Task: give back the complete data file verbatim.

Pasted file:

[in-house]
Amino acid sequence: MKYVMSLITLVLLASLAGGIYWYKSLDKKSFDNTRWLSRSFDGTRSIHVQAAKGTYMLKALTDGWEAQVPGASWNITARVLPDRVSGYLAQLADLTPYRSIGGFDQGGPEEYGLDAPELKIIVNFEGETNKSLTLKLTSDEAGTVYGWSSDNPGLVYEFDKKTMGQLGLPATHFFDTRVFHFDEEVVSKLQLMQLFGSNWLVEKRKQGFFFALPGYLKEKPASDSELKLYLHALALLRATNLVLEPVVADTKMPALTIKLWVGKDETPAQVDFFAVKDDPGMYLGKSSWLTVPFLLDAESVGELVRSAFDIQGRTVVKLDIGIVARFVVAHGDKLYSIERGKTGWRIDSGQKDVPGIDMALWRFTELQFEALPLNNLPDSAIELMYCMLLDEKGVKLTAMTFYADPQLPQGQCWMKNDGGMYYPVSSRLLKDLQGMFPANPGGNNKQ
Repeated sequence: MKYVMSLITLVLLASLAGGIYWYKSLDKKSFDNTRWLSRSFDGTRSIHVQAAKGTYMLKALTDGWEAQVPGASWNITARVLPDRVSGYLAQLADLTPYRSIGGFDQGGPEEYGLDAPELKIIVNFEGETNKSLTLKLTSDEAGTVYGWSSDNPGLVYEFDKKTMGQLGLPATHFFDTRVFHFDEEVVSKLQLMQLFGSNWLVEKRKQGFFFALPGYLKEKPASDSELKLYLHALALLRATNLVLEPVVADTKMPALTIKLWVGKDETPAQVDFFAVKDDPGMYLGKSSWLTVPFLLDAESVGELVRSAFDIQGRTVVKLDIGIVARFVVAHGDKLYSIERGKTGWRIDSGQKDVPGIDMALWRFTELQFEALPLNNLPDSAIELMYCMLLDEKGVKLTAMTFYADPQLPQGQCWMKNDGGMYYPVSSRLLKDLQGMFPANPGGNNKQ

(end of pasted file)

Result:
[in-house]
Amino acid sequence: MKYVMSLITLVLLASLAGGIYWYKSLDKKSFDNTRWLSRSFDGTRSIHVQAAKGTYMLKALTDGWEAQVPGASWNITARVLPDRVSGYLAQLADLTPYRSIGGFDQGGPEEYGLDAPELKIIVNFEGETNKSLTLKLTSDEAGTVYGWSSDNPGLVYEFDKKTMGQLGLPATHFFDTRVFHFDEEVVSKLQLMQLFGSNWLVEKRKQGFFFALPGYLKEKPASDSELKLYLHALALLRATNLVLEPVVADTKMPALTIKLWVGKDETPAQVDFFAVKDDPGMYLGKSSWLTVPFLLDAESVGELVRSAFDIQGRTVVKLDIGIVARFVVAHGDKLYSIERGKTGWRIDSGQKDVPGIDMALWRFTELQFEALPLNNLPDSAIELMYCMLLDEKGVKLTAMTFYADPQLPQGQCWMKNDGGMYYPVSSRLLKDLQGMFPANPGGNNKQ
Repeated sequence: MKYVMSLITLVLLASLAGGIYWYKSLDKKSFDNTRWLSRSFDGTRSIHVQAAKGTYMLKALTDGWEAQVPGASWNITARVLPDRVSGYLAQLADLTPYRSIGGFDQGGPEEYGLDAPELKIIVNFEGETNKSLTLKLTSDEAGTVYGWSSDNPGLVYEFDKKTMGQLGLPATHFFDTRVFHFDEEVVSKLQLMQLFGSNWLVEKRKQGFFFALPGYLKEKPASDSELKLYLHALALLRATNLVLEPVVADTKMPALTIKLWVGKDETPAQVDFFAVKDDPGMYLGKSSWLTVPFLLDAESVGELVRSAFDIQGRTVVKLDIGIVARFVVAHGDKLYSIERGKTGWRIDSGQKDVPGIDMALWRFTELQFEALPLNNLPDSAIELMYCMLLDEKGVKLTAMTFYADPQLPQGQCWMKNDGGMYYPVSSRLLKDLQGMFPANPGGNNKQ